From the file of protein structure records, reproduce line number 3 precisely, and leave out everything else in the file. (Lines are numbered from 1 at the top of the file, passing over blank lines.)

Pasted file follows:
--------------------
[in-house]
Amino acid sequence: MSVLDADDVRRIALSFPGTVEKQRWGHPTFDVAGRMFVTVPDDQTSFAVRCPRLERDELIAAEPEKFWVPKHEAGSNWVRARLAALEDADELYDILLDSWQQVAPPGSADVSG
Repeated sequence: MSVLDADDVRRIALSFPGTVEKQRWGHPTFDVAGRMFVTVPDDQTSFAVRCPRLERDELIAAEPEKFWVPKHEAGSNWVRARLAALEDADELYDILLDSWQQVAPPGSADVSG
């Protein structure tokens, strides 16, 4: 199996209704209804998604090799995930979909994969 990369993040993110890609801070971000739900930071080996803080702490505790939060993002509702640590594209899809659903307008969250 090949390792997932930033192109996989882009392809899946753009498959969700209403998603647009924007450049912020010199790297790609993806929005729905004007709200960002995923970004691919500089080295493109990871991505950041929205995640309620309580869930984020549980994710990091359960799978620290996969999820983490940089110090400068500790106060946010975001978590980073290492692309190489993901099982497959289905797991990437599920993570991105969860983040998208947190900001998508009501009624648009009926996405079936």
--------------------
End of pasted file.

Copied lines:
Repeated sequence: MSVLDADDVRRIALSFPGTVEKQRWGHPTFDVAGRMFVTVPDDQTSFAVRCPRLERDELIAAEPEKFWVPKHEAGSNWVRARLAALEDADELYDILLDSWQQVAPPGSADVSG